A green kitchen from top to bottom cabinets to floors. You want to keep your home spick-and-span, but you don’t want your cleaning products to be toxic to people, pets, or the environment. By carefully selecting the cleaning products you use, you can free yourself from harsh chemicals and still keep a beautiful, sparkling home.
Begin by checking the stock of cleaning fluids and sprays in your cabinets. By reading the labels you may find a surprising level of toxicity in the ingredients. Replace those harsh chemical cleaners with products that are free of additional scents and are natural cleaners.
Many stores sell natural cleansers, but it’s easy and more economical to make your own. Stock up on baking soda because it is one the cheapest, gentlest and most effective of cleansers. Baking Soda will make your sinks, faucets and counter tops shine. If you need something a little more acidic to clean a tough stain, try lemon juice.
Essential oils are another great natural cleaning product. Most are derived from plants and they smell wonderful but the scent can be quite strong so it may need to be diluted for use. Eucalyptus, lavender, peppermint and citrus oils make particularly good kitchen cleansers. There are many simple ways to use these oils when mopping floors, disinfecting counters or eliminating unpleasant odors.
When you buy organic produce you know the fruits and vegetables are free from the residues that can remain with pesticides. Typically, peaches, lettuce, apples and grapes are more heavily sprayed than other foodstuffs. Even when fruits and vegetables are certified as “natural,” they should be thoroughly washed before they are eaten. Locally grown produce will need to be washed a bit less and will usually be fresher and a bit more nutritious.
When you wash your produce, don’t use detergent. Just use cold water, preferably distilled. Vegetables that are leafy or have crevices, like broccoli, should be allowed to soak for a couple of minutes before you rinse and cut them.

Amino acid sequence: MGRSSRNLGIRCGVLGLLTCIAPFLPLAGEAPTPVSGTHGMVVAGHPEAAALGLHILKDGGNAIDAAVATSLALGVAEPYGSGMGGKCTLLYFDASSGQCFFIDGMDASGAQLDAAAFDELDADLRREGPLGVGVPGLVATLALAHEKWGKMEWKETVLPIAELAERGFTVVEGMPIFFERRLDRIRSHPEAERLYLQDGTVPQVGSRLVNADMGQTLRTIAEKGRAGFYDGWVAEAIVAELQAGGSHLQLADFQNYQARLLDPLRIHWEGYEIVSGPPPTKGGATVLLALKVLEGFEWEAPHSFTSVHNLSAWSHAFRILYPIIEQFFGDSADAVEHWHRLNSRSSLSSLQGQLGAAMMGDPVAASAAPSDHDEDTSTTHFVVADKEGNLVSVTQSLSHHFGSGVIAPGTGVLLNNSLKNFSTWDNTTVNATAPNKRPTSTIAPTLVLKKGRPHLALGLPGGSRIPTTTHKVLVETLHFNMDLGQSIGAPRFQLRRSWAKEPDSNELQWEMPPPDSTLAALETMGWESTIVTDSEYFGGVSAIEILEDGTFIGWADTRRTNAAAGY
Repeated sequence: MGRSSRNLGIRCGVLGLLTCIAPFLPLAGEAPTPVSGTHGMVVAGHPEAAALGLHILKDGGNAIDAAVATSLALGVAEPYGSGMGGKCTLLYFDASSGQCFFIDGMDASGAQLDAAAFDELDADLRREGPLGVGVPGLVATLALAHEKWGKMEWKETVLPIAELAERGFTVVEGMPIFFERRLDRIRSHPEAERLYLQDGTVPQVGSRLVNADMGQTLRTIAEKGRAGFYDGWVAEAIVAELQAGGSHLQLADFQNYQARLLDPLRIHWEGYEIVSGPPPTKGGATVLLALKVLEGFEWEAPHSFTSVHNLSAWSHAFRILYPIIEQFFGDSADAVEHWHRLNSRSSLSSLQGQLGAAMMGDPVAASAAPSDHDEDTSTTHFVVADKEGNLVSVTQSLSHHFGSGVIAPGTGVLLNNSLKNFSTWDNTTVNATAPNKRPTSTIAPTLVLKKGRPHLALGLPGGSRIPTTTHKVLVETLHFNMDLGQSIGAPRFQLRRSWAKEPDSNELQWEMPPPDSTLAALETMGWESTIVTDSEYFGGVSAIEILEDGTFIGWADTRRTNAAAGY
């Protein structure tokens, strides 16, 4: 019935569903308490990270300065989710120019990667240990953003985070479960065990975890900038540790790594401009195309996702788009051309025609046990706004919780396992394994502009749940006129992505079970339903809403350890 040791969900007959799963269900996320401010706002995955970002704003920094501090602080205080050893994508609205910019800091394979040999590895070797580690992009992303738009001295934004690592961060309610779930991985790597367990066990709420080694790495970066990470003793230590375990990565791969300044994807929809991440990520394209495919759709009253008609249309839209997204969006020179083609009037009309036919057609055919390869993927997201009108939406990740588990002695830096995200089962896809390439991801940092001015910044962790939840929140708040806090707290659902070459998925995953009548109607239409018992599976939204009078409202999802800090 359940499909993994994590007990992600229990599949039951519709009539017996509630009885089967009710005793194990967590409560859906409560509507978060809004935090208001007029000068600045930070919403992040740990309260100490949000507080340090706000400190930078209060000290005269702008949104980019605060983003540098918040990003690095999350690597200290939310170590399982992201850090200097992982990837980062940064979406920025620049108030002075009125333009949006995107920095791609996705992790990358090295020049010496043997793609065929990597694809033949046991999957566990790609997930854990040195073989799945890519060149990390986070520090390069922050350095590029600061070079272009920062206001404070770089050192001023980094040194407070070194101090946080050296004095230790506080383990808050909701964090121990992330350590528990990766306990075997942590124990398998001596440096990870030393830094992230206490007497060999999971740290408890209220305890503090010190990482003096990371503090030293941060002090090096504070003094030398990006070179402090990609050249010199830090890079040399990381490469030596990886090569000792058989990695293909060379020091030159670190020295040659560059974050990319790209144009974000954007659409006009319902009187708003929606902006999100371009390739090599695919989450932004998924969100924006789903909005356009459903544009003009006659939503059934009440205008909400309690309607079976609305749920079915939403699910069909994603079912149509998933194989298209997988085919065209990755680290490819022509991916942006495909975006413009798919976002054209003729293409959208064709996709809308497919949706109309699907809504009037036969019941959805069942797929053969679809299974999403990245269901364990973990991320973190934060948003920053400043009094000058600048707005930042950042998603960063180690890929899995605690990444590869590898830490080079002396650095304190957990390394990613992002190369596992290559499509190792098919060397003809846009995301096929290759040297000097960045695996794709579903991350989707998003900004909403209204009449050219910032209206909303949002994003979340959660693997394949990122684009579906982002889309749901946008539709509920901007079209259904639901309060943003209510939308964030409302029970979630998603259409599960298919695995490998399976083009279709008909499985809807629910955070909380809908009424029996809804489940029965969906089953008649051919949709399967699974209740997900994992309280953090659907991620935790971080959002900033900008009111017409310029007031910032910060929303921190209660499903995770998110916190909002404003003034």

Reduce Energy Use
The easiest way to save money and respect the environment is to turn off your kitchen lights when no one is in the room. If you’re currently using standard light bulbs in your fixtures, consider converting to more energy-saving bulbs like CFLs (compact fluorescent light bulbs).
You can also lower your refrigerator’s energy output. Keep your fridge stocked but not overly full. Make sure the foods are stored in airtight containers. Defrost your freezer regularly and dust the coils behind the fridge to promote air circulation. You may also want to avoid having your refrigerator right next to the oven. This will reduce the amount of work it will need to do to keep things cool.
Additional Tips for a Green Kitchen
Appliances that have high ratings for energy efficiency will also reduce your environmental footprint. When you replace or add a new refrigerator, freezer, stove, dishwasher, trash compactor, disposal, ceiling fan, or other kitchen appliance, compare the efficiency ratings. Be sure to do regular upkeep on your appliances so that they do not waste energy. Schedule professional repairs promptly when they are necessary. To protect yourself from additional inconvenience, unexpected expenses, and assure you that your appliances have received quality servicing, consider getting a home warranty protection plan. American Home Shield can help.